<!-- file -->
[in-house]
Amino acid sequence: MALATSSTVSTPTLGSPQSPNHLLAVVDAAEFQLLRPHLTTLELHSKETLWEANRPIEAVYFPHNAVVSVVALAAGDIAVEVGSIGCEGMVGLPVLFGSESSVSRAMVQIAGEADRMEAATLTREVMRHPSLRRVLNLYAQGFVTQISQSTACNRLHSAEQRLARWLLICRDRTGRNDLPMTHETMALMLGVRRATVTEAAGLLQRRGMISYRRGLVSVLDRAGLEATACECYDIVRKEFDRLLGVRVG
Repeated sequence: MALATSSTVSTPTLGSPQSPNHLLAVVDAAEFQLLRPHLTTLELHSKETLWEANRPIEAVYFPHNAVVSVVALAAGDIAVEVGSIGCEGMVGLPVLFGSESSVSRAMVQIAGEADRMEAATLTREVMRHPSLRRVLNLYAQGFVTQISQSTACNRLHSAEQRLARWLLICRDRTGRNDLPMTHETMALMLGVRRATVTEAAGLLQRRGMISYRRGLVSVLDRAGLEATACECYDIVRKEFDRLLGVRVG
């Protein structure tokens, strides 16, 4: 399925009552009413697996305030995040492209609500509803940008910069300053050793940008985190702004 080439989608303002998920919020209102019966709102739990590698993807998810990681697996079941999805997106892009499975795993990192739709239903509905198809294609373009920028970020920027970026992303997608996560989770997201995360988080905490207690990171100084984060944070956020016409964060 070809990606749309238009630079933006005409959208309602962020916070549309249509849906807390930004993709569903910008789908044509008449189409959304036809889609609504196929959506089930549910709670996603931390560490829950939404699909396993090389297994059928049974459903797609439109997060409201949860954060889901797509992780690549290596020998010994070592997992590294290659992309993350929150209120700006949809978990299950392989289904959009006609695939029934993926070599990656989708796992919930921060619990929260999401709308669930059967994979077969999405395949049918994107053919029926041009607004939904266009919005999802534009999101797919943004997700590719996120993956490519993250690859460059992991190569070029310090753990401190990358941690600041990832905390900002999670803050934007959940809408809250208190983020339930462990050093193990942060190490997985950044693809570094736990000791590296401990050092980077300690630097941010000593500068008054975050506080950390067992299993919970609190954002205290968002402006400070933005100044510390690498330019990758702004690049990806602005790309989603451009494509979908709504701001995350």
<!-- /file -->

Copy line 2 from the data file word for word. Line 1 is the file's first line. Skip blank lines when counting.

Amino acid sequence: MALATSSTVSTPTLGSPQSPNHLLAVVDAAEFQLLRPHLTTLELHSKETLWEANRPIEAVYFPHNAVVSVVALAAGDIAVEVGSIGCEGMVGLPVLFGSESSVSRAMVQIAGEADRMEAATLTREVMRHPSLRRVLNLYAQGFVTQISQSTACNRLHSAEQRLARWLLICRDRTGRNDLPMTHETMALMLGVRRATVTEAAGLLQRRGMISYRRGLVSVLDRAGLEATACECYDIVRKEFDRLLGVRVG